“This is unbelievable, that anything could be programmed like this to take voters and make them Republican,” Cooper said. “This isn’t like defaulting to R. This is like defrauding folks of their normal rights.
“The implications of this are something. If you treat the sheriff this way, you’ll treat anybody this way.”
From a Tennessean story on state Democratic efforts to find candidates for statewide office in the future: They say those future contenders are already running governments in the state’s biggest population centers.
“The big-city mayors are clearly the future leaders of our party,” said Chip Forrester, the state Democratic chairman since January 2009. “They’re on a platform to run statewide when those opportunities arise.”
At the top of the list is Nashville Mayor Karl Dean, who has his share of critics but has managed to guide the capital city through a recession and a flood with a pro-business, education-reform platform. Forrester said being the mayor of “the media center of the state” also gives Dean an advantage.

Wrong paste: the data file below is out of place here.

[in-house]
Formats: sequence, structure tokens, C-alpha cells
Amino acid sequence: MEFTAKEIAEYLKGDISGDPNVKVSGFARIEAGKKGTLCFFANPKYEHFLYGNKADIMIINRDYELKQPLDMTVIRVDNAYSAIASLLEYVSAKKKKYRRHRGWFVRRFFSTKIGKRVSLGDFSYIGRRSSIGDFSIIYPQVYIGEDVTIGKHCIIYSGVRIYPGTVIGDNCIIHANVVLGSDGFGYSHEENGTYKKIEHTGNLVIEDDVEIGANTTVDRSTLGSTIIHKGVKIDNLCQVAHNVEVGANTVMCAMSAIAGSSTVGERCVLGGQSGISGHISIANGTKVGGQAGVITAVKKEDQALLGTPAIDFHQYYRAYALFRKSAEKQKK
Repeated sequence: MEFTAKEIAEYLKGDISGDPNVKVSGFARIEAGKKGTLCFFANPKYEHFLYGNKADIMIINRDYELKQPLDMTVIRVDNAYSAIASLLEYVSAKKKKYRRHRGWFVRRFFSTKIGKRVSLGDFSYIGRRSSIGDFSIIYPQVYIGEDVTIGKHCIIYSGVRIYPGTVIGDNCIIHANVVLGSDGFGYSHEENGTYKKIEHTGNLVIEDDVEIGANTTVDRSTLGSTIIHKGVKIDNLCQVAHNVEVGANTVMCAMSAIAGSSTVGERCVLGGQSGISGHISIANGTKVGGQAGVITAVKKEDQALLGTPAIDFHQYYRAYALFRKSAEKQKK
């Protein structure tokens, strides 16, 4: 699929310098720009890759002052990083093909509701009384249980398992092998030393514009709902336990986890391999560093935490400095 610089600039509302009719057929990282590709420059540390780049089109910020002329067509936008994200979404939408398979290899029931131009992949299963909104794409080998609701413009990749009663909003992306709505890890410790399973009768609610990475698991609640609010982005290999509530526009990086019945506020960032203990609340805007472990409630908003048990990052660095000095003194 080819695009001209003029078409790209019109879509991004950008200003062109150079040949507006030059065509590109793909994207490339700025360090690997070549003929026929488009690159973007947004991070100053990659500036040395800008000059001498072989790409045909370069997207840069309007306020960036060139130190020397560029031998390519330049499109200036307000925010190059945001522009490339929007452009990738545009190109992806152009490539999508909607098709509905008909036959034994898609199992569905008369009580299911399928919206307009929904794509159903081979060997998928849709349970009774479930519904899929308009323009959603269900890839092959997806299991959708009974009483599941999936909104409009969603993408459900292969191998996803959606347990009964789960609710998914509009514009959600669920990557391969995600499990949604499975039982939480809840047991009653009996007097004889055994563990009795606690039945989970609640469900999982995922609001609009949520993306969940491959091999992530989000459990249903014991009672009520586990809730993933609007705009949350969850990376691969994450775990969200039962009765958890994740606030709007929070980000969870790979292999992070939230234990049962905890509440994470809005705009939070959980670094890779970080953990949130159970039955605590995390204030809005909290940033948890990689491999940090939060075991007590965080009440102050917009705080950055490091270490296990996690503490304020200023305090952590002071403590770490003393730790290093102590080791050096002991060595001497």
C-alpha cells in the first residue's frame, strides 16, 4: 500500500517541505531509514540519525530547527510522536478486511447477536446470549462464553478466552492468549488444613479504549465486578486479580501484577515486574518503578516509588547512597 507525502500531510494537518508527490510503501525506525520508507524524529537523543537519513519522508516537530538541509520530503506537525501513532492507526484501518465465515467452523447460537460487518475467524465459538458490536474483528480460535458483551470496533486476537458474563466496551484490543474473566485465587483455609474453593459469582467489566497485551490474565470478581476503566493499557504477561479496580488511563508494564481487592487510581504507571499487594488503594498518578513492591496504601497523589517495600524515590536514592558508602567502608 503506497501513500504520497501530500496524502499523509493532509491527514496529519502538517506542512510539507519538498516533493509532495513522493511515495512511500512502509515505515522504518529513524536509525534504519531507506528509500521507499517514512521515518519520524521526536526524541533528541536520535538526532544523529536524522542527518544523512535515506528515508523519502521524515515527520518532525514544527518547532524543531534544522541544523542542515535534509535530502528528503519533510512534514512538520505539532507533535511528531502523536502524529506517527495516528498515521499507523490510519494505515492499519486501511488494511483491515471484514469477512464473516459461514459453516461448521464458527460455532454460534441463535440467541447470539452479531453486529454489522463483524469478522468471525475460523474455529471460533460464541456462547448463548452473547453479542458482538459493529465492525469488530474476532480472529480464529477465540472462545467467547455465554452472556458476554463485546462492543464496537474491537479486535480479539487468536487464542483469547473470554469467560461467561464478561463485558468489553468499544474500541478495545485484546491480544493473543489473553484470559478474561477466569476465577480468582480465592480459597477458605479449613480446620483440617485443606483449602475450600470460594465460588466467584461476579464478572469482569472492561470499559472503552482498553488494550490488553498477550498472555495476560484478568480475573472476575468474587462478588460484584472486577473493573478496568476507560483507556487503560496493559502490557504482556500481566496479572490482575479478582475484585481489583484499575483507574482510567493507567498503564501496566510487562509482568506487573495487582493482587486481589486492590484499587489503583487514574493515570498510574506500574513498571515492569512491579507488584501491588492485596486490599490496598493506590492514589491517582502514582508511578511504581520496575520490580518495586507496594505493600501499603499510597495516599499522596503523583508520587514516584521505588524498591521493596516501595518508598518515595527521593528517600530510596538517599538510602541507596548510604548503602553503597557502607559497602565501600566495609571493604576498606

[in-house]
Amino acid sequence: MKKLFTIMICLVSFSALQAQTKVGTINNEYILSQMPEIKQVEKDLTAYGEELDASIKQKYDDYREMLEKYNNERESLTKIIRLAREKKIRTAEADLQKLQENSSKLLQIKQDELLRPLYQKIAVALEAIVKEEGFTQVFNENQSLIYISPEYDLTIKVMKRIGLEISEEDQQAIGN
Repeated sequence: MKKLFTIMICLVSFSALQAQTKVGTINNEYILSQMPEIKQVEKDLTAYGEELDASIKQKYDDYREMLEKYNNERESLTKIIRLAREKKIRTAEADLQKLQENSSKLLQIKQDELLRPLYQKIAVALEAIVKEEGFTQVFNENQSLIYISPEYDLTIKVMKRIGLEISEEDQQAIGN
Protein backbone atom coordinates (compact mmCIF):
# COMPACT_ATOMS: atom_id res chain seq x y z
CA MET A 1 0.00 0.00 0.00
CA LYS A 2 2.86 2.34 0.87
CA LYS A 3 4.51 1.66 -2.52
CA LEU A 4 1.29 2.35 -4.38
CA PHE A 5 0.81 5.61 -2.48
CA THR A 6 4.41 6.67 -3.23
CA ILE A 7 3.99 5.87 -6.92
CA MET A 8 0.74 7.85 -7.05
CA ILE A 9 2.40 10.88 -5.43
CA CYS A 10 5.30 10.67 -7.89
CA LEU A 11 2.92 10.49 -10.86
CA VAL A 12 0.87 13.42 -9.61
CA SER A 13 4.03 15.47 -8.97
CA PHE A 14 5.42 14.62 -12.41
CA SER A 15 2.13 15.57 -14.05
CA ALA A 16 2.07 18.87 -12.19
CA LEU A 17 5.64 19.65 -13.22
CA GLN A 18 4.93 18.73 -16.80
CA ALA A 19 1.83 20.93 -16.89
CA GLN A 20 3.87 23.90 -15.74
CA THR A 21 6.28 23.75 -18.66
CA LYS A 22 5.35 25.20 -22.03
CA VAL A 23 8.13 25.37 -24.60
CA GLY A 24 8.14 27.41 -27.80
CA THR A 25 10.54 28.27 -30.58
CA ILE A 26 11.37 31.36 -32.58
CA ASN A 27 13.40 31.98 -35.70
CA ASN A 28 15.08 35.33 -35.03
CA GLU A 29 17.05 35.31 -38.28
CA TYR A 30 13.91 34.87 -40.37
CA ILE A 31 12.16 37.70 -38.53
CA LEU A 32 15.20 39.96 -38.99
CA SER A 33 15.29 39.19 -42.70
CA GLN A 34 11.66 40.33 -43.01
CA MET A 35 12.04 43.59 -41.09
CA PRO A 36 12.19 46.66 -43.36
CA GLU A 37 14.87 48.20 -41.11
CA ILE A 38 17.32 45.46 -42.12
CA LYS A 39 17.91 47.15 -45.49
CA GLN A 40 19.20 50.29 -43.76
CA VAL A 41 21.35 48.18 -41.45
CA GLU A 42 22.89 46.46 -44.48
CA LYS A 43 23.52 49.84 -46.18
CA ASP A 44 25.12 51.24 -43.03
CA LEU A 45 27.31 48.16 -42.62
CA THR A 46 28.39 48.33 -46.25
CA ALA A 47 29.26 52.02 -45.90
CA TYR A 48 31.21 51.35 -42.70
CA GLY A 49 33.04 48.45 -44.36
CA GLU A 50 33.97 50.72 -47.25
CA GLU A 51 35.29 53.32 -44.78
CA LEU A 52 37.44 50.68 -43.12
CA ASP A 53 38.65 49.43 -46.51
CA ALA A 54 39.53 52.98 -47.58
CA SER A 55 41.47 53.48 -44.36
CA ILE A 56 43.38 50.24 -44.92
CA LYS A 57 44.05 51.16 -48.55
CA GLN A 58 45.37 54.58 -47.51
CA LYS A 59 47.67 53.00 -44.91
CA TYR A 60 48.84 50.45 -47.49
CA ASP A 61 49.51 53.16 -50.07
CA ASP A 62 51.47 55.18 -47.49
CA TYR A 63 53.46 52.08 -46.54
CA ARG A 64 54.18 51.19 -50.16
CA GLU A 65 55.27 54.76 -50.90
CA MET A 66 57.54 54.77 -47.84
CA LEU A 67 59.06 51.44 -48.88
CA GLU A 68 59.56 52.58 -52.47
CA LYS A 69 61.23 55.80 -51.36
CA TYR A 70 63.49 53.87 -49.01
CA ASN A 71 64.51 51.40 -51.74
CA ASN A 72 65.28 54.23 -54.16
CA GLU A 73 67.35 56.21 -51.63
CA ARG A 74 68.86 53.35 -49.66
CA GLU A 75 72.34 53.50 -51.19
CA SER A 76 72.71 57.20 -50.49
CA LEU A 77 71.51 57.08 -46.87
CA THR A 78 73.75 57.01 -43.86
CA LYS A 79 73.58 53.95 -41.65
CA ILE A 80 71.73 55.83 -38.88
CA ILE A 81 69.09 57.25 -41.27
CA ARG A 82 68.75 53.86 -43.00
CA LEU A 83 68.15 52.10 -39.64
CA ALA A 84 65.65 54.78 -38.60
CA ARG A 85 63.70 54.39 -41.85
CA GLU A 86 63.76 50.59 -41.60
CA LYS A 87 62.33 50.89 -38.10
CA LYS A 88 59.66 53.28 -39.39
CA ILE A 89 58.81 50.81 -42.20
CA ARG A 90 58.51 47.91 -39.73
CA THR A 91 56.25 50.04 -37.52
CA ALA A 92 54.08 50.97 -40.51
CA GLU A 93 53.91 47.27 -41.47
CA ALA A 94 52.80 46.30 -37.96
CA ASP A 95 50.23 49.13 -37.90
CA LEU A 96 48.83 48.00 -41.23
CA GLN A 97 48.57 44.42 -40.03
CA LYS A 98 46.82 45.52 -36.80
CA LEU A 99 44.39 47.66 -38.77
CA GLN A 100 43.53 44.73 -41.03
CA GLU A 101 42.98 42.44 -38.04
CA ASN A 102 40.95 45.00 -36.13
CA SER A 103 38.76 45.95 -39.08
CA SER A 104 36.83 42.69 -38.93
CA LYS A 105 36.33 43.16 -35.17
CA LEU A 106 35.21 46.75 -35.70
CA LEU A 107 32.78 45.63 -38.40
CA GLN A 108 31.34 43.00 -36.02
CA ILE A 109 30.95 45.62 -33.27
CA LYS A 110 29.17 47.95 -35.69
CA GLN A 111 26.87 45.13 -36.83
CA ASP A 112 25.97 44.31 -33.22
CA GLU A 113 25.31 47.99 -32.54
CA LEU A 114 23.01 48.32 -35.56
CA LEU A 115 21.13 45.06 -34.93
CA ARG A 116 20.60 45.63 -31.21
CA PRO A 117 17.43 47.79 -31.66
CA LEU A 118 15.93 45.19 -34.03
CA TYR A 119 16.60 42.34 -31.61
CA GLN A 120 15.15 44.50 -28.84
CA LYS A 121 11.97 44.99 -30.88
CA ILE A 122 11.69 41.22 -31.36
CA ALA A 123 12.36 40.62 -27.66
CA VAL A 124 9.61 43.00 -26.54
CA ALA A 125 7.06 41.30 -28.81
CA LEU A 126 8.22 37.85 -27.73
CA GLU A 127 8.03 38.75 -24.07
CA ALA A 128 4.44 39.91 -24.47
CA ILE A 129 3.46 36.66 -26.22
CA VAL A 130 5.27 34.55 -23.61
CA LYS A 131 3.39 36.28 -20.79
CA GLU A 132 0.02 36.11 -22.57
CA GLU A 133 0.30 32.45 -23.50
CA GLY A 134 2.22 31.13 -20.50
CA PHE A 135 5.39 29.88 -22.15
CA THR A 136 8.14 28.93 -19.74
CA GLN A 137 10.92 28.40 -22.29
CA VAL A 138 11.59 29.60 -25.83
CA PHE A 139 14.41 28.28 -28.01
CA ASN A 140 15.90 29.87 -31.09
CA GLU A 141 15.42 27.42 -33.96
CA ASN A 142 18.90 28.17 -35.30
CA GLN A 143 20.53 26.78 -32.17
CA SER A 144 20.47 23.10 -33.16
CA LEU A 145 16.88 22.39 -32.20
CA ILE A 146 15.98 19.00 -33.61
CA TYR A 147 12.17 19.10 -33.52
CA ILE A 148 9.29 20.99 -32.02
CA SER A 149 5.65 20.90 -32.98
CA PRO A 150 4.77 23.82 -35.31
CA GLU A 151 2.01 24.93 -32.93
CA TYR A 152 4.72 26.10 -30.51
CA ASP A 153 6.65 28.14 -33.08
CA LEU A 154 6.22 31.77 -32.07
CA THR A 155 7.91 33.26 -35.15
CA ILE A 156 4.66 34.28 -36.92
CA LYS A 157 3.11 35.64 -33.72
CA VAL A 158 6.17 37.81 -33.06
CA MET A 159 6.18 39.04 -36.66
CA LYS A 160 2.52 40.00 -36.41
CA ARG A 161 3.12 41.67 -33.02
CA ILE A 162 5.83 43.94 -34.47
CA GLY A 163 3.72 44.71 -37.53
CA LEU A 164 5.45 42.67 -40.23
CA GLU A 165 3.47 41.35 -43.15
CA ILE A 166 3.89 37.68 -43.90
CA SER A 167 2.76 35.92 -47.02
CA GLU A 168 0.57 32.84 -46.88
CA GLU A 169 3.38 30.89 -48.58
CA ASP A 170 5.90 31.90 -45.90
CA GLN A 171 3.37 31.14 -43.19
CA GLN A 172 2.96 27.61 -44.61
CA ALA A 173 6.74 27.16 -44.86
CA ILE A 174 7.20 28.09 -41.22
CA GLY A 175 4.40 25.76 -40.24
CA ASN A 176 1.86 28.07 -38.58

Dean, who will leave office in 2015, is a delegate to the Democratic National Convention and was mingling — in his affable but soft-spoken way — with other delegates and party officials at the delegation’s breakfast Tuesday. But his office said in a statement last week that he’s not laying the groundwork for any statewide run at this point.
…Forrester and other Democrats said Dean is just the first of several mayors with potential. They also praise A C Wharton of Memphis, Madeline Rogero of Knoxville, Kim McMillan of Clarksville and state Sen. Andy Berke, who is running for mayor of Chattanooga.
Forrester called Wharton “a uniter” and said McMillan — who ran for the Democratic nomination for governor two years ago — and Berke have put together strong records as state lawmakers. He said Rogero showed “tremendous crossover appeal” by getting elected in a “traditionally Republican city.”
“Coming from East Tennessee gives her some panache,” he added. “Madeline has really been focused on results in Knoxville, not party labels. And we’ve been working hard to encourage women to step up and run.”
Dean, Rogero and Wharton are scheduled to speak to the state delegation here in Charlotte on Thursday.
Georgina Vines has collected some observations and comments on the inauguration of Madeline Rogero as mayor of Knoxville. A sampler:
Knoxville Mayor Madeline Rogero talked about “What makes agreat city” in her inaugural address, recognizing the city’s nationallyacclaimed authors and choosing lines from a contemporary figure to make a point.